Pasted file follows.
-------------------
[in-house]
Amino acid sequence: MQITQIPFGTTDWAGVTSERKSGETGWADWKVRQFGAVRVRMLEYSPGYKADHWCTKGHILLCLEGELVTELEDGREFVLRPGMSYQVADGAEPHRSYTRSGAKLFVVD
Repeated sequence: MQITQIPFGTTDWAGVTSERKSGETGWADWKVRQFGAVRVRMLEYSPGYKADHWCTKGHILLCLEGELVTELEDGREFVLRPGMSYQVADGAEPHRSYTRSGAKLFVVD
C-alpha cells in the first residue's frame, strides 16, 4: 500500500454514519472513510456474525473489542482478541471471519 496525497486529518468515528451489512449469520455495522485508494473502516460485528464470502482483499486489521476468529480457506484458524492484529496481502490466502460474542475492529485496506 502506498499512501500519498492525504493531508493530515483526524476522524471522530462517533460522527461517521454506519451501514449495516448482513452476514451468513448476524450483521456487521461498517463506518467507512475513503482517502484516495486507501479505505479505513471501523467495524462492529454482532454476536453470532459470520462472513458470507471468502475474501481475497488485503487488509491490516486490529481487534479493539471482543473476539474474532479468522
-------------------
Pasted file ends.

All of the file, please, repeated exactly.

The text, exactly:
[in-house]
Amino acid sequence: MQITQIPFGTTDWAGVTSERKSGETGWADWKVRQFGAVRVRMLEYSPGYKADHWCTKGHILLCLEGELVTELEDGREFVLRPGMSYQVADGAEPHRSYTRSGAKLFVVD
Repeated sequence: MQITQIPFGTTDWAGVTSERKSGETGWADWKVRQFGAVRVRMLEYSPGYKADHWCTKGHILLCLEGELVTELEDGREFVLRPGMSYQVADGAEPHRSYTRSGAKLFVVD
C-alpha cells in the first residue's frame, strides 16, 4: 500500500454514519472513510456474525473489542482478541471471519 496525497486529518468515528451489512449469520455495522485508494473502516460485528464470502482483499486489521476468529480457506484458524492484529496481502490466502460474542475492529485496506 502506498499512501500519498492525504493531508493530515483526524476522524471522530462517533460522527461517521454506519451501514449495516448482513452476514451468513448476524450483521456487521461498517463506518467507512475513503482517502484516495486507501479505505479505513471501523467495524462492529454482532454476536453470532459470520462472513458470507471468502475474501481475497488485503487488509491490516486490529481487534479493539471482543473476539474474532479468522